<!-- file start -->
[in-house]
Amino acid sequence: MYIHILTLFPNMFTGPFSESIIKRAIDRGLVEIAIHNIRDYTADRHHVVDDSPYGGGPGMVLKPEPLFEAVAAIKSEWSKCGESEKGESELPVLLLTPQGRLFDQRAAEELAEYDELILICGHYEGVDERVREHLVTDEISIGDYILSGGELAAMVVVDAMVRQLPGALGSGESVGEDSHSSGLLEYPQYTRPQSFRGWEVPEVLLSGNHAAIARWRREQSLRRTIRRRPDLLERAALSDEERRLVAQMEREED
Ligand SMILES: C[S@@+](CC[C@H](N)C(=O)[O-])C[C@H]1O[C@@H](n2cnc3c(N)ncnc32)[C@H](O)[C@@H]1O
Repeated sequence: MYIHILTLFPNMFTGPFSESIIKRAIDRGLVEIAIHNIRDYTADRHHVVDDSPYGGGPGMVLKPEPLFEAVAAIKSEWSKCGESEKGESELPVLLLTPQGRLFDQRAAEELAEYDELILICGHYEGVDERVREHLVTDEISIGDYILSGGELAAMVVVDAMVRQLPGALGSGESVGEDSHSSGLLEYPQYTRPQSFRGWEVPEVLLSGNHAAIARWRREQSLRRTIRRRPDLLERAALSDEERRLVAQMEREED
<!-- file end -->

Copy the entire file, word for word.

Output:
[in-house]
Amino acid sequence: MYIHILTLFPNMFTGPFSESIIKRAIDRGLVEIAIHNIRDYTADRHHVVDDSPYGGGPGMVLKPEPLFEAVAAIKSEWSKCGESEKGESELPVLLLTPQGRLFDQRAAEELAEYDELILICGHYEGVDERVREHLVTDEISIGDYILSGGELAAMVVVDAMVRQLPGALGSGESVGEDSHSSGLLEYPQYTRPQSFRGWEVPEVLLSGNHAAIARWRREQSLRRTIRRRPDLLERAALSDEERRLVAQMEREED
Ligand SMILES: C[S@@+](CC[C@H](N)C(=O)[O-])C[C@H]1O[C@@H](n2cnc3c(N)ncnc32)[C@H](O)[C@@H]1O
Repeated sequence: MYIHILTLFPNMFTGPFSESIIKRAIDRGLVEIAIHNIRDYTADRHHVVDDSPYGGGPGMVLKPEPLFEAVAAIKSEWSKCGESEKGESELPVLLLTPQGRLFDQRAAEELAEYDELILICGHYEGVDERVREHLVTDEISIGDYILSGGELAAMVVVDAMVRQLPGALGSGESVGEDSHSSGLLEYPQYTRPQSFRGWEVPEVLLSGNHAAIARWRREQSLRRTIRRRPDLLERAALSDEERRLVAQMEREED